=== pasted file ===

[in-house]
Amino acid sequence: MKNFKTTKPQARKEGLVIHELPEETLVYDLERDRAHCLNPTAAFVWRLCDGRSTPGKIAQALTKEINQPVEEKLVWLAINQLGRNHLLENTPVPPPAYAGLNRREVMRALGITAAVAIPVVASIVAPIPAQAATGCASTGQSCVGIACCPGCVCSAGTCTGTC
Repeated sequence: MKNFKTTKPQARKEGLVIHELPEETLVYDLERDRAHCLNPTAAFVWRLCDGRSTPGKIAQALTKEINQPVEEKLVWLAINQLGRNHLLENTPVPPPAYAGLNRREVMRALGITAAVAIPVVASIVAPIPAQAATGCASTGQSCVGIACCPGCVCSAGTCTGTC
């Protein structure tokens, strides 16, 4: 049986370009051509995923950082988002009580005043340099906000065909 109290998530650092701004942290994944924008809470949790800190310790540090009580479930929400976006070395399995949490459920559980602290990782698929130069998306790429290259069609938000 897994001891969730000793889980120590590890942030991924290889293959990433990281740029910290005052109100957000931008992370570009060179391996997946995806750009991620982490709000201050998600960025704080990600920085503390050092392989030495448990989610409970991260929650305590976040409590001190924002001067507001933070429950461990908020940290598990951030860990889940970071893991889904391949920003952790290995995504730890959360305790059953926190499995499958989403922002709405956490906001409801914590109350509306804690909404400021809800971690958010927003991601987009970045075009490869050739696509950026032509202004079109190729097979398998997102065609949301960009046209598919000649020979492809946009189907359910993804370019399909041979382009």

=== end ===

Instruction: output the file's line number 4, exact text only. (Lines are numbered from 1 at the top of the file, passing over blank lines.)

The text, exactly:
């Protein structure tokens, strides 16, 4: 049986370009051509995923950082988002009580005043340099906000065909 109290998530650092701004942290994944924008809470949790800190310790540090009580479930929400976006070395399995949490459920559980602290990782698929130069998306790429290259069609938000 897994001891969730000793889980120590590890942030991924290889293959990433990281740029910290005052109100957000931008992370570009060179391996997946995806750009991620982490709000201050998600960025704080990600920085503390050092392989030495448990989610409970991260929650305590976040409590001190924002001067507001933070429950461990908020940290598990951030860990889940970071893991889904391949920003952790290995995504730890959360305790059953926190499995499958989403922002709405956490906001409801914590109350509306804690909404400021809800971690958010927003991601987009970045075009490869050739696509950026032509202004079109190729097979398998997102065609949301960009046209598919000649020979492809946009189907359910993804370019399909041979382009």